DnB's fresh LENS

Ana Sanz gets the low-down on Hospitality's promising new resident, LENS, and puts DnB's gender problem under the microscope.


Although recent years have seen women begin to steer the male-dominated underground music scene, some genres are still struggling to dislodge their deep-seated gender prejudice. It struck me during the prep for a club night that our headliner - a woman spinning Drum and Bass - was a rarer species than most. As a keen follower of Hospital Records and a woman who DJs, I knew I had to chat to her.



How did you get into DJing?


I actually had a DJ teacher when I was about 12 who taught me how to scratch. Back then it was pretty much hip hop and sort of weird rap that I was learning how to scratch with in Brighton. I stopped shortly after then when I was older started going to DnB parties and I just loved it.
I knew back then that I wanted to do that for life – music.

Talk me through joining Hospitality, how have the past few months felt?


I never thought I would be opening for some of my idols in the industry. It’s been insane. I was SO scared at first. It’s terrifying to be with such big names on the record label. Warming up for such big people. I wouldn’t eat for days…But the intimidation wears off when you realise how nice everyone is. In my experience, I’ve encountered lovely people!

Do you feel more aware than you should of your gender?


It’s sad but people are expecting you to be shit when you start off, so you have to be good. And it made me love it and made me want to practise loads. I’m from Brighton originally… Knowing that there were no girls, it made me even more inspired, and although it’s intimidating I just knew I had to be better than the average girl.

Who has been the biggest idol of yours you’ve met? And what’s next on your list of objectives?


Someone that really sticks out for me is LSB, he is a master and all-around incredible at what he does. The crazy thing is that he doesn’t think he is amazing. He is so down to earth and he is obviously one of the greatest for me. He sticks out for me.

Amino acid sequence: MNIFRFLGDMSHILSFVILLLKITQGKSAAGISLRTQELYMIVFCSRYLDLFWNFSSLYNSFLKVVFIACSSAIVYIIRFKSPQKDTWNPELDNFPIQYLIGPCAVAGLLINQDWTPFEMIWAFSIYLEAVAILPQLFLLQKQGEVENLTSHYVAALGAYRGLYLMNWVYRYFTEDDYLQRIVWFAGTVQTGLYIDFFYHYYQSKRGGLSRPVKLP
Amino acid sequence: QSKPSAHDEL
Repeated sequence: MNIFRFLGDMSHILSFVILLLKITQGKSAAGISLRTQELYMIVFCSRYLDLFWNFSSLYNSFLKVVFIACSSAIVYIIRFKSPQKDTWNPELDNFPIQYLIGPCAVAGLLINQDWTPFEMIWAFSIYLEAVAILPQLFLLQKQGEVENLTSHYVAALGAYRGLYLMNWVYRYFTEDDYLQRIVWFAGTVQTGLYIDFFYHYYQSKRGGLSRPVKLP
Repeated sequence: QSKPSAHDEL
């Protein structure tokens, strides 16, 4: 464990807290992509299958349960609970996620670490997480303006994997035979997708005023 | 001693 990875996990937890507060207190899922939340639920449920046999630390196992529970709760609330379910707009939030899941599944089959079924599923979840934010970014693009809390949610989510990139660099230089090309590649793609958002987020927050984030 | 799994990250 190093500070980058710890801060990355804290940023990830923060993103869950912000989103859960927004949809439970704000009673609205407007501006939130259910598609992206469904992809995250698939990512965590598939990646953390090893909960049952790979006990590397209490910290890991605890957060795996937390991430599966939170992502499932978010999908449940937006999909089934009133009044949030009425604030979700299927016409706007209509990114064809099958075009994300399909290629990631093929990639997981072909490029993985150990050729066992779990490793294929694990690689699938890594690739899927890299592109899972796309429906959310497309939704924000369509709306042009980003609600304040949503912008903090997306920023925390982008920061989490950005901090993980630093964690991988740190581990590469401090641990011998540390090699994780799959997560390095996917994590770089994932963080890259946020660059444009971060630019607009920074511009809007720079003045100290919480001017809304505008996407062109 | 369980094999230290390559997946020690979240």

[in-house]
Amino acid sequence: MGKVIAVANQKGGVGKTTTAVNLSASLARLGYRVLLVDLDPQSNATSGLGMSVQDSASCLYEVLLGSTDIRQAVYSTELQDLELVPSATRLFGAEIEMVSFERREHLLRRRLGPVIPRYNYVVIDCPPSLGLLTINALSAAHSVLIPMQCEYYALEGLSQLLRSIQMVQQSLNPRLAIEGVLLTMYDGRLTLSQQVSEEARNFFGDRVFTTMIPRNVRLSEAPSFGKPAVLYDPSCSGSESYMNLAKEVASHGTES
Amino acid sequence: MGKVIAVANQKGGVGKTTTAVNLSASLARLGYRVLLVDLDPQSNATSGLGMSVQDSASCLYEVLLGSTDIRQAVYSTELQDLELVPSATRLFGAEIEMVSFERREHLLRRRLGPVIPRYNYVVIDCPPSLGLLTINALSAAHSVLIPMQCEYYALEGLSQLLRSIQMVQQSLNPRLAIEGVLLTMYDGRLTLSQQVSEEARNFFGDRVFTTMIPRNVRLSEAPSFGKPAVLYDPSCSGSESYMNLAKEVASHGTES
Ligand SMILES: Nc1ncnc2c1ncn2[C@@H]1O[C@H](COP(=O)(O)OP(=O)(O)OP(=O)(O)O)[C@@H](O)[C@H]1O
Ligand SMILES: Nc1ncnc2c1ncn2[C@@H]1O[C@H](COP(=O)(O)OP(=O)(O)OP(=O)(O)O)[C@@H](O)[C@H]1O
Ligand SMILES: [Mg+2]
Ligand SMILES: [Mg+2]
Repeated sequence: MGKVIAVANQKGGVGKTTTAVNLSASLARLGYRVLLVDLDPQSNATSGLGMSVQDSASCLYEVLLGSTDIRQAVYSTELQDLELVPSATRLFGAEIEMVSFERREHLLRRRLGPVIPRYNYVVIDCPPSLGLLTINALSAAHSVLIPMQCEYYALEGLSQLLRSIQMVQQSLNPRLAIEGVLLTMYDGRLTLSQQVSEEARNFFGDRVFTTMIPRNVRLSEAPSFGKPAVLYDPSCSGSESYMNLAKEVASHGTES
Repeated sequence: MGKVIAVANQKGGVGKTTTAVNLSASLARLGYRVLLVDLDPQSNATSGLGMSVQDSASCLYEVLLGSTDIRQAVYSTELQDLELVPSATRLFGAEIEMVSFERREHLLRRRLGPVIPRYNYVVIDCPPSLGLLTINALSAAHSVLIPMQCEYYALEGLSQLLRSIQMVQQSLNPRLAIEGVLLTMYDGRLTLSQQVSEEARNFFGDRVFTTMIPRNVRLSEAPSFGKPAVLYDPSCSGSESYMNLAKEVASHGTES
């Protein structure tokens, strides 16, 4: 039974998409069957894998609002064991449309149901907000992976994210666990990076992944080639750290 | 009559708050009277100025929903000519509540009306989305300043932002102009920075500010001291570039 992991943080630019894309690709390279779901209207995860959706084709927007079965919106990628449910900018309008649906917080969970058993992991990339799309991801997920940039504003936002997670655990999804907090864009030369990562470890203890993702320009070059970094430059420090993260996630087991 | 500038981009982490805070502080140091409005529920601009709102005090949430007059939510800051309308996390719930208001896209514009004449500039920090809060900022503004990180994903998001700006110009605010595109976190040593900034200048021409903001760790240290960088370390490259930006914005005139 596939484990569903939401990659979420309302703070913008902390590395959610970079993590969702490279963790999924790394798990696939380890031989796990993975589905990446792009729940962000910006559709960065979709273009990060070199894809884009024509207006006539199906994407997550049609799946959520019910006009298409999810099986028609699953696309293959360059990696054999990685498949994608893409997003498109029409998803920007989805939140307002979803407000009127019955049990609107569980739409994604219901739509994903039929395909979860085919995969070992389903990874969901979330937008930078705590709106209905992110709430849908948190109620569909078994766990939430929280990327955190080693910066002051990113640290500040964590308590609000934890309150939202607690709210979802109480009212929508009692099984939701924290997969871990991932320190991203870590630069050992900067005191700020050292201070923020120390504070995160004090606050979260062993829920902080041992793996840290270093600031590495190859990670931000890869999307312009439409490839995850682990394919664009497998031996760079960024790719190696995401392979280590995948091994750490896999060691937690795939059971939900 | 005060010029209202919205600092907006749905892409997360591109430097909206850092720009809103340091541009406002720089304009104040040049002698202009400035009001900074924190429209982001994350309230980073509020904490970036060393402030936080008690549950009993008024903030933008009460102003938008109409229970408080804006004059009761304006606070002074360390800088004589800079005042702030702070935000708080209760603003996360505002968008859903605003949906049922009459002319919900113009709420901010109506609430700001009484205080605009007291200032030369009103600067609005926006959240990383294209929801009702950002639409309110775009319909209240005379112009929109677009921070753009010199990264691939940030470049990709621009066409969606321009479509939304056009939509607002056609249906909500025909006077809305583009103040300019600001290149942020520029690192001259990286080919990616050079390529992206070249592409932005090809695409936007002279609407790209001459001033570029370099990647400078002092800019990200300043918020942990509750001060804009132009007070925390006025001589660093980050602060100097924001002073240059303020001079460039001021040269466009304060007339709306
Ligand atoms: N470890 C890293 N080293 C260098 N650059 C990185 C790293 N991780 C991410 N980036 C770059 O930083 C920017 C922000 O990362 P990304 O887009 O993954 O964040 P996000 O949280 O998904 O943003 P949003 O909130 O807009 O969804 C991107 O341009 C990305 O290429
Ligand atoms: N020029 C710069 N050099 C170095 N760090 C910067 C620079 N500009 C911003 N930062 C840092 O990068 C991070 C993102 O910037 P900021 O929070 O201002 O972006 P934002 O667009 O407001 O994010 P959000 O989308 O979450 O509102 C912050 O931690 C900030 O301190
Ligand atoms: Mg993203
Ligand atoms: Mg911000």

I’m trying to make music at the moment. I think jungle is the most difficult thing to pursue. You have to just do it every few days otherwise you forget and it’s a constant search for inspiration! I know it will take a while. It would be sick to play more festivals. Liquicity would be so nice, or Outlook or Boomtown… But my main focus is to make the music that I love, and for it to get released and it not be shit.

Check out LENS on Facebook/Soundcloud.


For aspiring female DnB producers, LENS’ words could provide the encouragement they need. Industry heads such as DJ Storm and Sweetpea have pointed out that the producer-led nature of drum and bass can inadvertently alienate girl DJs, who often lack the resources or confidence to produce their own tracks. In contrast, other electronic genres foreground mixing ability; for example, although queen of techno Nina Kraviz produces, she’s known primarily as a DJ. Combined with the widespread harassment and bias faced by women in the music industry (or anywhere for that matter), the barriers for women to move up the ladder of success are immense.


These obstacles are exemplified by the appalling gender stats for the biggest DnB labels. In 2017, Critical hosted 90 male sets to 3 female ones, and that’s a good figure in comparison to Metalheadz’s ratio of 75:1, and Hospitality’s excruciating 251:2. The gender disparity in DnB underlines the call for labels, promoters and employers as a whole to revive dance music’s foundational rep for inclusivity, connectivity and love.

DJ Storm & Kemistry, co-founders of Metalheadz label (1993)


That is not to say that opportunities should be determined by anything other than merit. Tokenism and PR stunts are inherently flawed; efforts to level the field cannot rest solely on a single all-female lineup once a month, if the rest are going to feature next to none. These one-off gestures undermine real talent. Likewise, having no females on the lineup implies there is no talent at all.


I'm currently loving KCDC, a collective run by Kyrist and other girls, that delves into the depths of Dubstep, UKG and DnB. Find their soundcloud mixes here.

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